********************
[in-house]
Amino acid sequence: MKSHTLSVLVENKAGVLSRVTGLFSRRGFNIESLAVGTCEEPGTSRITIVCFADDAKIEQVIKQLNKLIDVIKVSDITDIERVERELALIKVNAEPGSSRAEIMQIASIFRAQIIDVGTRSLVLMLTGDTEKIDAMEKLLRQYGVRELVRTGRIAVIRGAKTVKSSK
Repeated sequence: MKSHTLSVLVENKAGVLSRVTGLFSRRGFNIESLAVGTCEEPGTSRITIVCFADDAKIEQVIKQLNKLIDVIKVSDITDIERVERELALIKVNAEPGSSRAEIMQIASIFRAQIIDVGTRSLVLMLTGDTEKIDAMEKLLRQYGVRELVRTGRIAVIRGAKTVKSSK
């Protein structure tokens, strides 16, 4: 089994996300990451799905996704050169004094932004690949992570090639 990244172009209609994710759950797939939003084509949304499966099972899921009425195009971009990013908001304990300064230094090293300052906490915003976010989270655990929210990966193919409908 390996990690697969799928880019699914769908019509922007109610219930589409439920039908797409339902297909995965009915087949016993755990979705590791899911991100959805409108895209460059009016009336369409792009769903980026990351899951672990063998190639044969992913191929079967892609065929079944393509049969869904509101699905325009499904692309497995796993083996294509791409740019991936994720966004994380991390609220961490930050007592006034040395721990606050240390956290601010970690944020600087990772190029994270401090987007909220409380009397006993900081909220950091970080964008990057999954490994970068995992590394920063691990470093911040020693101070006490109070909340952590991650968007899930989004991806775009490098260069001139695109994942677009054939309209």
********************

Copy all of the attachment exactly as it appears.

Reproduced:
[in-house]
Amino acid sequence: MKSHTLSVLVENKAGVLSRVTGLFSRRGFNIESLAVGTCEEPGTSRITIVCFADDAKIEQVIKQLNKLIDVIKVSDITDIERVERELALIKVNAEPGSSRAEIMQIASIFRAQIIDVGTRSLVLMLTGDTEKIDAMEKLLRQYGVRELVRTGRIAVIRGAKTVKSSK
Repeated sequence: MKSHTLSVLVENKAGVLSRVTGLFSRRGFNIESLAVGTCEEPGTSRITIVCFADDAKIEQVIKQLNKLIDVIKVSDITDIERVERELALIKVNAEPGSSRAEIMQIASIFRAQIIDVGTRSLVLMLTGDTEKIDAMEKLLRQYGVRELVRTGRIAVIRGAKTVKSSK
């Protein structure tokens, strides 16, 4: 089994996300990451799905996704050169004094932004690949992570090639 990244172009209609994710759950797939939003084509949304499966099972899921009425195009971009990013908001304990300064230094090293300052906490915003976010989270655990929210990966193919409908 390996990690697969799928880019699914769908019509922007109610219930589409439920039908797409339902297909995965009915087949016993755990979705590791899911991100959805409108895209460059009016009336369409792009769903980026990351899951672990063998190639044969992913191929079967892609065929079944393509049969869904509101699905325009499904692309497995796993083996294509791409740019991936994720966004994380991390609220961490930050007592006034040395721990606050240390956290601010970690944020600087990772190029994270401090987007909220409380009397006993900081909220950091970080964008990057999954490994970068995992590394920063691990470093911040020693101070006490109070909340952590991650968007899930989004991806775009490098260069001139695109994942677009054939309209």